We made it in 8 hours and our bikes were pretty much exhausted. We were drained out for a few minutes after reaching the fort too. But that might have had something to do with us racing each other for the final 5k of the journey. Surprisingly our strength recovered remarkably quickly. Although we looked a bit out of place among the clean, non-sunblackened, non-grease smeared, non-sweaty people milling around the Hall de Gaul for a while there.

Jerry blew a flat somewhere south of Payagala, just after breakfast. Can’t blame fate for that. An ant with bit of determination could have pierced the thin layer of rubber impersonating as his tyre tread.

We made good time to start with. And made several stops to hydrate and one to have a swim. The spot we were led to by two overly friendly dudes at Ambalangoda looked like it was infested by a school of beached human shaped tuna so we turned back as politely as we could.

We hit the refreshing waves just before Hikka proper a couple hours later. The sea was.. rough. After nearly 5 hours riding in the hot sun, the waves felt like particles of liquid awesome.


The  Galle Fort was built by the Portuguese and modified by the Dutch in the 17th Century. Here I will cut to the chase and insert some fine but cliche metaphors to describe the ambiance within the rampart walls and the nostalgic beauty of the architecture. I hope the pics explain that accurately enough.

A lot of places to stay, does the Galle Fort offer. But unfortunately most of them require very deep pockets in order for you to be able to shrug off a visit enjoyably on the way back; instead of crouch in a corner of your bus/train sadly counting the remnants of the contents of your wallet. So we camped. On the ramparts no less. Didn’t even think it was possible. But no one seemed to mind. As you can imagine, it was two kinds of happening.


The difficulty in accessing it might explain why most tourists shun it. To get there you must confront a very steep climb that will go on for a good kilometer or so. Just when you were beginning to think that Galle was all flat land.

Near the top of your climb you will arrive at a space where the road runs along a cliff edge. And you can look out and see the view; Galle Fort in the distance. Jungle Beach below you and the open sea to your right. If you’re sober at the time you may just avoid passing out. Or dying of an overdose of corny lines.

Jungle Beach is actually two small beaches separated by a narrow strip of rock. The sea is the turquoise blue akin to that found in most novels set in a tropical environment. But only for a few feet or so. The water gets deeper about 20 meters out. And the swimming prowess of the likes of Chinthana are required for successful navigation. Success being equated with preserving your life.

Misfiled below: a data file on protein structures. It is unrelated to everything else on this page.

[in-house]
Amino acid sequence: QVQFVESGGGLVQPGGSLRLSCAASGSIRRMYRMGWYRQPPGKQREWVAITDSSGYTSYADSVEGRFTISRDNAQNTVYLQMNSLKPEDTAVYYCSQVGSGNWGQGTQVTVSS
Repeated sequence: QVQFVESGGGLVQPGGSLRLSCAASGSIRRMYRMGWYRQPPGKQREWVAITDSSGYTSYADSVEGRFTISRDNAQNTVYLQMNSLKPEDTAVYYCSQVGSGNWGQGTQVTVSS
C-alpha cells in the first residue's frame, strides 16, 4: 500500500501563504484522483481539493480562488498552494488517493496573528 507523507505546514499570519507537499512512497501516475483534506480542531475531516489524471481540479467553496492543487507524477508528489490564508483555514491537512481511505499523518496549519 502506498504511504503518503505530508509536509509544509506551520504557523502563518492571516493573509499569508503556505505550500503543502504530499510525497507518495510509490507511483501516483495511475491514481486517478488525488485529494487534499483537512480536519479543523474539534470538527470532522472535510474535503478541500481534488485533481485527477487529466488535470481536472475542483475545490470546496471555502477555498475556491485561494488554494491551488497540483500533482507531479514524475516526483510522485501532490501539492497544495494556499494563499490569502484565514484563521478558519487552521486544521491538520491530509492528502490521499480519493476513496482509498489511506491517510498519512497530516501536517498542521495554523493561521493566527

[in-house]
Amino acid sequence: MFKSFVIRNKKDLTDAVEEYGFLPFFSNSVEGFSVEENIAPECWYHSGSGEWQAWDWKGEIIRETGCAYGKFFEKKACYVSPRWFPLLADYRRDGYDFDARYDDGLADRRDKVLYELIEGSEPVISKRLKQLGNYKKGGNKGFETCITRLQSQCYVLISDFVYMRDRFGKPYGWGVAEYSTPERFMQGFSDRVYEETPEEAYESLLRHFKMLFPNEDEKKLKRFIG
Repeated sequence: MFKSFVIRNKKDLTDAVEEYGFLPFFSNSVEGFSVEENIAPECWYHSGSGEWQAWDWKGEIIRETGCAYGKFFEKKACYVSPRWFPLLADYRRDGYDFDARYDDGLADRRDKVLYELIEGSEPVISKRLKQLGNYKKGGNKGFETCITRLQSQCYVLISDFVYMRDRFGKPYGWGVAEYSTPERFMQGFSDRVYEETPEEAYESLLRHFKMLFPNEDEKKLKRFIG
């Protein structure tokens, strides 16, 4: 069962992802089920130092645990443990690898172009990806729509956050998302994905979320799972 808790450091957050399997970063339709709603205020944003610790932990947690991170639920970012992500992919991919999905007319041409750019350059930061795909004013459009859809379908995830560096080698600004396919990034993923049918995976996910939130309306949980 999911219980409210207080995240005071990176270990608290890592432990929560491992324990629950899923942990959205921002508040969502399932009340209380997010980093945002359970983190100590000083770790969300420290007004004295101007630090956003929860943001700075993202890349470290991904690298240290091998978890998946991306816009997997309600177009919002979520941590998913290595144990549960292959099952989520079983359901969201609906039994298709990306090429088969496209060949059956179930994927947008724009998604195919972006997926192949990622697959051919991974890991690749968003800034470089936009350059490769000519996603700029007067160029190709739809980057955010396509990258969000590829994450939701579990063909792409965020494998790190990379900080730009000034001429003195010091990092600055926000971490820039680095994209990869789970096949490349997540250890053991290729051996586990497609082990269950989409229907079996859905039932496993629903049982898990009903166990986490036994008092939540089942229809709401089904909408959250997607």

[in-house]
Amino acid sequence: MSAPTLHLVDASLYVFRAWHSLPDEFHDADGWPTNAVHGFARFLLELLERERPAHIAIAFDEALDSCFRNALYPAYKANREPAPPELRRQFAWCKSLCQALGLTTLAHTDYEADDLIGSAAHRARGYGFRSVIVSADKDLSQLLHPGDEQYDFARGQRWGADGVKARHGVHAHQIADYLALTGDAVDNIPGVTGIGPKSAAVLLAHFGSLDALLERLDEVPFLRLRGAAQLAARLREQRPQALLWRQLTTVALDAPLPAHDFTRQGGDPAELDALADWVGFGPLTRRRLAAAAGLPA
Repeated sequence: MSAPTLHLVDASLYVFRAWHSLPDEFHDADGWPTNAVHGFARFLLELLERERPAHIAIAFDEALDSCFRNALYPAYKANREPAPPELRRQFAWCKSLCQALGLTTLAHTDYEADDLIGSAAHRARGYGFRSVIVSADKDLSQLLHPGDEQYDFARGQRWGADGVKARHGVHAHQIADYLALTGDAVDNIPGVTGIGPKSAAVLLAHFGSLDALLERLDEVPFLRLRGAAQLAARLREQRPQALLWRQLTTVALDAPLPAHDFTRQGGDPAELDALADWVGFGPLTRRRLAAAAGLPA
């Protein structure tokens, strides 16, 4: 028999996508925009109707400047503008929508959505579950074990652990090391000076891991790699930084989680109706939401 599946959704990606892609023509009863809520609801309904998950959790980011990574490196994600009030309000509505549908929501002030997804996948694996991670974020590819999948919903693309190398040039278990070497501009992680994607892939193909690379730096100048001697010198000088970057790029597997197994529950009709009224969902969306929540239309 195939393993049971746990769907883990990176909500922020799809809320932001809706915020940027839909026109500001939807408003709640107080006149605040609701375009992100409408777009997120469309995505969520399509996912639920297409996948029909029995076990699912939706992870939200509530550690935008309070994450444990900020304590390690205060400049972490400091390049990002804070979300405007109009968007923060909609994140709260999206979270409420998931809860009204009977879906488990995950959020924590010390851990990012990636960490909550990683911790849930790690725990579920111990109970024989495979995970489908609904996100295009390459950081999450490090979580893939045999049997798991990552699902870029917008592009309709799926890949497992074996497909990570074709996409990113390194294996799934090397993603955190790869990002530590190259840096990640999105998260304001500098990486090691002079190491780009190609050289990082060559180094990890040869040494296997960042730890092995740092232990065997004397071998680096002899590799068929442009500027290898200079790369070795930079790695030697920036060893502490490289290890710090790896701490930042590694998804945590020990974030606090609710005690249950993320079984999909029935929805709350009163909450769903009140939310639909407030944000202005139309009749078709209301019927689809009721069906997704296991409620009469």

Wolfram and his dogs

The beaches are small. Just as well there are so few people visiting the place. Getting there is not easy and one can see why it deserves the name ‘Jungle’. A hundred years ago that place would have been truly wild. And way better. Yes i think that is possible.

Expect a more detailed post on Sinhalaya Travels soon…

  1. Dee said:

    whats the cam ur using..lovely pics! 🙂

    • Whacko said:

      using a canon digi cam. put it down to pure skillz yo :p and great light of course

  2. magerata said:

    Marvelous report and photographs, Whacko! I think I know the “Jungle Beach” but could not sure because I can’t remember the radio(?) towers that you see. I can’t recall seeing those. Appreciate the fun you you shared with us!

    • Whacko said:

      Thanks! Hope you get to go there again soon. thrilling place

  3. Sach said:

    3rd pic is cool. The blue in ocean is just magnificent!

  4. Argh. am gonna get it here someday.

    loved the shots. I second Sach. 3rd shot.

    • Whacko said:

      Thanks guys!

  5. hey, you need to let me know when you go cycling next. would be cool to join. dil.

    • Whacko said:

      we had a note up on the Sinhalaya Travels blog. too bad you didnt see it on time! we’ll keep updating it with notifications of course so stay tuned, we’d love to have you along.

  6. black said:

    luckyyyy! i ❤ the 3rd pic!

  7. Chavie said:

    stunning shots man! 🙂 where is this ‘jungle beach’ anyway? close to Una and the Ruhunu Cement factory?

  8. Jerry said:

    I’m so proud of him *tear :p

    @deecee whack used a regular canon powershot compact.

    @chavie yeah, how’d you know that? Are you stalking us? 😮

  9. Chavie said:

    haha, no you said something about hills, so that Hill near Una is the only one I could think of in that area… 😉

    • Chavie said:

      going through a map, I see that this hill is non other than the famous ‘Rumassala’… oooh! 😯

  10. Whacko said:

    Yeah the hill was dropped by ravana while he flew by one day, as per legend

    • Chavie said:

      Hanuman actually… the other part fell to Ritigala. Both are biodiversity hotspots! 🙂

  11. You guys are something. You actually managed to cycle to Galle in 8 hours?

    More details on the journey would be appreciated, especially on pre-preparation for the ride plus timing (leave early morning – or even midnight?), packing (how heavy a pack is practical).

    The furthest I’ve ever got is Colombo – Wattala years ago(45 min) but that was no picnic.

    • Jerry said:

      There wasn’t muich preparation except for a sketchy route from Colombo fort to the Kelaniya temple and back. THat took about three to four hours, with all the sight-seeing.

      As the posta at mentions, we left around 6am, and tried to keep the bagas as light as possible. A few clothes and some tools was all we had. Plus the water on the bike frame.

      I’m sure if you take your bike out for a few rounds in and around the district, and are generally in decent shape, you’ll make galle pretty easy.

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